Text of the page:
There was a collective sigh of relief from the Rockies organization and fans on Monday when Brendan Rodgers’ name appeared on the Albuquerque Isotopes’ lineup card. As Tyler Maun explains here, Brendan was hit in the head by a pitch on Saturday night and was removed from the game as a precaution after crumpling to the ground. Brendan also sat out Sunday, but he appears to be just fine, folks.
Rodgers proved it with a bang—well, two bangs—on Monday in his triumphant return to the ‘Topes lineup. He hit two home runs as a part of a four-hit game and raised his season slash line to .351/.419/.641, which is very good. The Rockies have also been getting very little production out of their other 2B options, and naturally the question of “when will Rodgers get promoted?” is starting to rise to the forefront of Rockies discussions once again.
It’s hard to argue with Brendan’s production. As the team’s top prospect who has been working on living up to incredibly high expectations, it’s good to see—and I don’t think anyone would disagree with me that he deserves the opportunity to join the big league club. But is the front office is ready to commit to Brendan as an everyday player? If he’s only given a bench role at this point—sadly—it’s probably not worth it yet. Let the kid play!
As fate would have it, Garrett Hampson was optioned to Triple-A on Monday, as well, leaving a glaring need for an infielder—maybe a highly touted second baseman?—on the Rockies roster. The stars seemed to be aligning for Rodgers to break down the door to the majors, but alas, fate can be cruel. Instead, Pat Valaika was brought up and quickly inserted into the starting lineup against Chris Sale and the Red Sox.
According to Kevin Henry, this was the right move. He says there is no guarantee Brendan would get consistent at-bats, which could be vital to his confidence and development. Kevin is right, of course, mostly because it appears the 2B job is still Ryan McMahon’s to lose. RyMac has been underwhelming so far this year, but shown flashes of greatness, too.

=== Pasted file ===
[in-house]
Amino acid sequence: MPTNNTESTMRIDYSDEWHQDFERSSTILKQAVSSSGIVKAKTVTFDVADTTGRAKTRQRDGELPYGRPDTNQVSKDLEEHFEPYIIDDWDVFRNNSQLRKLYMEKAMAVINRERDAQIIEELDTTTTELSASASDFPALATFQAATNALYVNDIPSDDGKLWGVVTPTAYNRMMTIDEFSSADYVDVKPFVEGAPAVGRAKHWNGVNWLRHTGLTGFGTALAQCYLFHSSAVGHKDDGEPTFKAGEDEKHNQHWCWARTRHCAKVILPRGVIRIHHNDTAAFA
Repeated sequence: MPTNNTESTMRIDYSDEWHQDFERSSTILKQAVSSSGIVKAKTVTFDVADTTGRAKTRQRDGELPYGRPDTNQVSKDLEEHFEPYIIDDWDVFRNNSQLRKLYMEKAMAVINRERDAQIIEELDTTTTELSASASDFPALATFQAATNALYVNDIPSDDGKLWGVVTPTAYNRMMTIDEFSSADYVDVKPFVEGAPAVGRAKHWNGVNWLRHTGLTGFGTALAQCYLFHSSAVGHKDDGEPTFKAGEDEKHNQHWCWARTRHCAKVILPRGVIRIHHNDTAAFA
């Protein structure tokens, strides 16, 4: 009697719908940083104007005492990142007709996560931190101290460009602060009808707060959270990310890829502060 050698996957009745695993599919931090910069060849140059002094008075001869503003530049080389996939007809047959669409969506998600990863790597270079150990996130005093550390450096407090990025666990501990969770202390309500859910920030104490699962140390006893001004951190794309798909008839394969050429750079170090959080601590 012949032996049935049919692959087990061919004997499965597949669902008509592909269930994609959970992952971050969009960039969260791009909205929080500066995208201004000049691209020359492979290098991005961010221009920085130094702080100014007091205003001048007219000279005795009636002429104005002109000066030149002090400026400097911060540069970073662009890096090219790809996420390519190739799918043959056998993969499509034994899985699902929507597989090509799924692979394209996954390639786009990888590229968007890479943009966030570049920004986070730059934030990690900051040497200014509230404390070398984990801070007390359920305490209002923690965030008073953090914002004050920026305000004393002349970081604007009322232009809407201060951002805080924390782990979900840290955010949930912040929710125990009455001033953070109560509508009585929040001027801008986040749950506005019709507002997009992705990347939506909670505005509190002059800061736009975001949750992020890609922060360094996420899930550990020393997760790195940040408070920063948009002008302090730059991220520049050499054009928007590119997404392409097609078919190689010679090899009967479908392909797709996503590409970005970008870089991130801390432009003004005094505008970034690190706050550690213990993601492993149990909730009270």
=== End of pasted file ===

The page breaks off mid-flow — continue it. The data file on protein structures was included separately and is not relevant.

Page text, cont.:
It’s a complicated and crowded infield, and the last thing we want is Rodgers and his flaming hot bat rotting on the bench. The Rockies have an unfortunate track record of calling up prospects and not committing playing time to them (see: Raimel Tapia), so will this time be any different? I don’t have that answer, but I sure do hope so.
Continuing the prospect discussion, Logan Whaley takes a look at three Rockies prospects who could all be making an impact for this team by next season. It’s an interesting list in that it ranges from very obvious, to nodding while scratching your chin in contemplation, and ending on the unexpected, but there’s a compelling argument for all three names. Logan makes a great point that while the Rockies don’t have a top-10 farm system anymore, their farm system is still ripe with legitimate talent—it’s good to be a Rockies fan!
I’ll end with this piece from Richard Justice of MLB.com. Richard lays out nine intriguing relief pitchers who could be traded this summer to contenders in need of bullpen help. The Rockies do not have anyone on their team land on this list, but I include it because I wonder if the Rockies will end up being one of those teams looking to add a reliable reliever.
Entering play yesterday, the Rockies bullpen had the 14th highest ERA and FIP in baseball, as well as the 15th best fWAR—in other words, mediocre and middle of the pack. More concerning is they ranked second to last in K% (worst in NL) and 21st in LOB%. They haven’t been striking out many batters, and as a result, have been letting more inherited runners score. It’s a recipe for disaster, and if they plan on competing in this suddenly competitive NL West, the Rockies should strongly consider bolstering their bullpen.
On the farm
Brendan Rodgers just keeps hitting, and had himself another multi-hit game for the ‘Topes including a double and RBI. He also had himself a multi-error game, which brings him to seven on the season. I wouldn’t worry too much, as a guy by the name of Nolan Arenado also had a multi-error game yesterday. These things happen.
On the rubber, Ryan Rolison did Ryan Rolison things and pitched six innings for the JetHawks while giving up only three hits, one run, two walks, and he struck out eight. He lowered his season ERA to 1.17 and has struck out a total of 37 batters in 38.1 IP. His WHIP went down to 0.94, and Ryan keeps proving he can get better while his level of competition does, too.
In all honesty, I hope Ryan has a bad game soon just so we can see how he responds to getting hit around a little bit. At this rate, though, it might be awhile...